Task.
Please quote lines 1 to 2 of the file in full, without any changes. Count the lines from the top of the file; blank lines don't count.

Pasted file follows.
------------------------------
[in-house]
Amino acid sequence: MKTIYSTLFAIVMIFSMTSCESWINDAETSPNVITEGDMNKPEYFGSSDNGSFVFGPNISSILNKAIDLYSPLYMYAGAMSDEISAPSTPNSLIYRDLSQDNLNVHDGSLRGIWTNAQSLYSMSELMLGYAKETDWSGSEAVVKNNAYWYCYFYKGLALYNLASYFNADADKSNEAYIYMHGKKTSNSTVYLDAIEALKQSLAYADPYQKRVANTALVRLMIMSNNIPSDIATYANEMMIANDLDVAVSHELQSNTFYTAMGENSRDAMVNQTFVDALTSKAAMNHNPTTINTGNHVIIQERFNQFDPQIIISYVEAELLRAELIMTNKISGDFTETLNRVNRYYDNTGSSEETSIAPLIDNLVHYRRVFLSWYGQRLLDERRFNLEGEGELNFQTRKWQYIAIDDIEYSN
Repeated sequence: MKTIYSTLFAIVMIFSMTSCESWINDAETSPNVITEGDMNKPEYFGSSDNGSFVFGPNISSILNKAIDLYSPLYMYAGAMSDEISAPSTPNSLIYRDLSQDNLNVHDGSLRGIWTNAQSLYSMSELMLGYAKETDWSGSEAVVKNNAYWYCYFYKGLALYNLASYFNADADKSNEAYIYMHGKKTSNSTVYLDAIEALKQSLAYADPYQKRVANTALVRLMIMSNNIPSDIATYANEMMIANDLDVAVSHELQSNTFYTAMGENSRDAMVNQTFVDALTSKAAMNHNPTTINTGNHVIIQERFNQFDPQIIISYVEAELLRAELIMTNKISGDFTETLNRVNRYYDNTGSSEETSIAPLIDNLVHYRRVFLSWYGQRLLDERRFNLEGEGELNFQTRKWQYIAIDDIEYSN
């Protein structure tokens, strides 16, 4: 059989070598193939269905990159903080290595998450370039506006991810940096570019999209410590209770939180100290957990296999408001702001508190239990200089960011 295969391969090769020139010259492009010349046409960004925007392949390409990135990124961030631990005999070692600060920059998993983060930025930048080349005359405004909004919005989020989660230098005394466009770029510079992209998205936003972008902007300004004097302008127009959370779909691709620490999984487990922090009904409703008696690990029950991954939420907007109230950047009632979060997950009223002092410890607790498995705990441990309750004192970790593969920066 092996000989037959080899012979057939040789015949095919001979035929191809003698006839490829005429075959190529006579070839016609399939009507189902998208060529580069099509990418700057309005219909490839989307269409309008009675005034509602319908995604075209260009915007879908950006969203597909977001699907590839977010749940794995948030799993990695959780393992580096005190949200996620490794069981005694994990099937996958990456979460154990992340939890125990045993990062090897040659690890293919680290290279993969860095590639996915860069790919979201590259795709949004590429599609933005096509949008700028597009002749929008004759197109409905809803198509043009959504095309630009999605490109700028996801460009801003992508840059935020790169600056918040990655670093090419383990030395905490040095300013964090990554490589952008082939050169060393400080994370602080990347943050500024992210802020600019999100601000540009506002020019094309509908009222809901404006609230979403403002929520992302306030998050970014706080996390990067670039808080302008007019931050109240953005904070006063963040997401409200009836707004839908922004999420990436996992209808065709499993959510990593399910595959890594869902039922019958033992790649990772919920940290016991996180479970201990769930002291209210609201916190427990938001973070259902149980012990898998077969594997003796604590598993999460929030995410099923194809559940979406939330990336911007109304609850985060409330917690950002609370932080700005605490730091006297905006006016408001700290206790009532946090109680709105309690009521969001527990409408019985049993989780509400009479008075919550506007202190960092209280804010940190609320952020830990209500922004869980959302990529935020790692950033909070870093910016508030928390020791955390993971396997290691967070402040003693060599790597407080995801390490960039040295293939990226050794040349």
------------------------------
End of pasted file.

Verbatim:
[in-house]
Amino acid sequence: MKTIYSTLFAIVMIFSMTSCESWINDAETSPNVITEGDMNKPEYFGSSDNGSFVFGPNISSILNKAIDLYSPLYMYAGAMSDEISAPSTPNSLIYRDLSQDNLNVHDGSLRGIWTNAQSLYSMSELMLGYAKETDWSGSEAVVKNNAYWYCYFYKGLALYNLASYFNADADKSNEAYIYMHGKKTSNSTVYLDAIEALKQSLAYADPYQKRVANTALVRLMIMSNNIPSDIATYANEMMIANDLDVAVSHELQSNTFYTAMGENSRDAMVNQTFVDALTSKAAMNHNPTTINTGNHVIIQERFNQFDPQIIISYVEAELLRAELIMTNKISGDFTETLNRVNRYYDNTGSSEETSIAPLIDNLVHYRRVFLSWYGQRLLDERRFNLEGEGELNFQTRKWQYIAIDDIEYSN